The margin can be volatile due to the cash balances which, as noted previously, declined so far in Q1 after increasing dramatically in Q4. But on a static balance sheet and a stable rate environment, we would expect some additional compression in the NIM, but offsetting that would be the loan growth that appears is likely.

Noninterest income. We expect the less volatile components of noninterest income such as service fees to continue a modest upward trend. We don't have much income from Mortgage Banking but even as the current refi booms, besides we expect some degree of offset to the slowing refis due to the fact that we're small in the market and we have been increasing our efforts to expand our mortgage lending business.

Noninterest expense. The primary challenges to noninterest expense from the first quarter will be the increase in salary and benefits and the usual tax, social security-related stuff. Also in the fourth quarter, we reversed about $3 million of previously accrued incentive compensation, as certain long-term plans were no longer expected to payout at the previously accrued rate because of the performance in 2012. So 2012's expense was depressed because of that and we won't have that in the first quarter of 2013. The fourth quarter of 2012, that is, was held down because of that.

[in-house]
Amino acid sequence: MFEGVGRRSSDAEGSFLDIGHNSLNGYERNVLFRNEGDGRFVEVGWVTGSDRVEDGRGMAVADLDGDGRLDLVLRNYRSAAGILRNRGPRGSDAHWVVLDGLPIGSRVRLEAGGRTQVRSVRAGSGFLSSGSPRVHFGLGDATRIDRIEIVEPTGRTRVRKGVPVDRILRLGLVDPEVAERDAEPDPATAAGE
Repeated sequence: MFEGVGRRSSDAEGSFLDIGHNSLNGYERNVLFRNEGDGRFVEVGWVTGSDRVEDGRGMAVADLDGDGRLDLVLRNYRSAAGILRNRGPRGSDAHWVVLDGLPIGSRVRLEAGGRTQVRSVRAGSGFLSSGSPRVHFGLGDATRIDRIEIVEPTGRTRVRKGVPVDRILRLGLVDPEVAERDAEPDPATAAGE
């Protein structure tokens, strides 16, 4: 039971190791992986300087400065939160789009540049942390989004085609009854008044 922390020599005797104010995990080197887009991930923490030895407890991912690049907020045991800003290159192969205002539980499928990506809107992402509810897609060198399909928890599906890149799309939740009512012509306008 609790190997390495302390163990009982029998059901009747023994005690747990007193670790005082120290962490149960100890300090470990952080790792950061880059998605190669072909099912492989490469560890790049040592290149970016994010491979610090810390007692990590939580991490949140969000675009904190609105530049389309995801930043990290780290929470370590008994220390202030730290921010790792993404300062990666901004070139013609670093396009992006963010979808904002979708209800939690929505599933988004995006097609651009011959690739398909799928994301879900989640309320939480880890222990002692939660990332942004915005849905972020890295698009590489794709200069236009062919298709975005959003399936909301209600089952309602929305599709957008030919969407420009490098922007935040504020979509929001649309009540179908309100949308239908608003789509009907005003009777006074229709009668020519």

So provision expense. We expect the provision expense to remain low. Continued reduction in problem credits and the ongoing improvement in loss severity rates continue to have the potential to result in a negative provision in the third quarter as it was in the fourth quarter. Although if loan growth strengthens enough, that could offset the ability to have negative provisions.

Preferred stock dividends. We also, for those of you who haven't seen it, released after market today a press release announcing our intent to issue a new Series G preferred stock, and we expect to be issuing some additional preferred stock during the first half of 2013. We've previously discussed with you the fact that our Series C preferred stock, 9.5%, is callable in the third quarter of 2013 and we're -- and that we would be unlikely to call it without issuing probably not 100% of it in replacement preferred but a significant portion. So we'll be issuing some of that preferred which will temporarily drive dividend expense up. But in the long term, it should reduce the -- further reduce preferred stock dividend costs significantly.

I believe that's enough of a monologue for me. And we'll -- operator or moderator, if you could queue up the questions, we will endeavor to respond to them.

Question-and-Answer Session

Operator

[Operator Instructions] And it looks like our first question comes from the line of Ryan Nash with Goldman Sachs.

Ryan M. Nash - Goldman Sachs Group Inc., Research Division

Can you give us some greater details on the outlook for the relatively stable NII? Is that relative to 4Q's level or relative to the entire 2012? And does the outlook include any of the capital actions that you laid out that will reduce interest expense?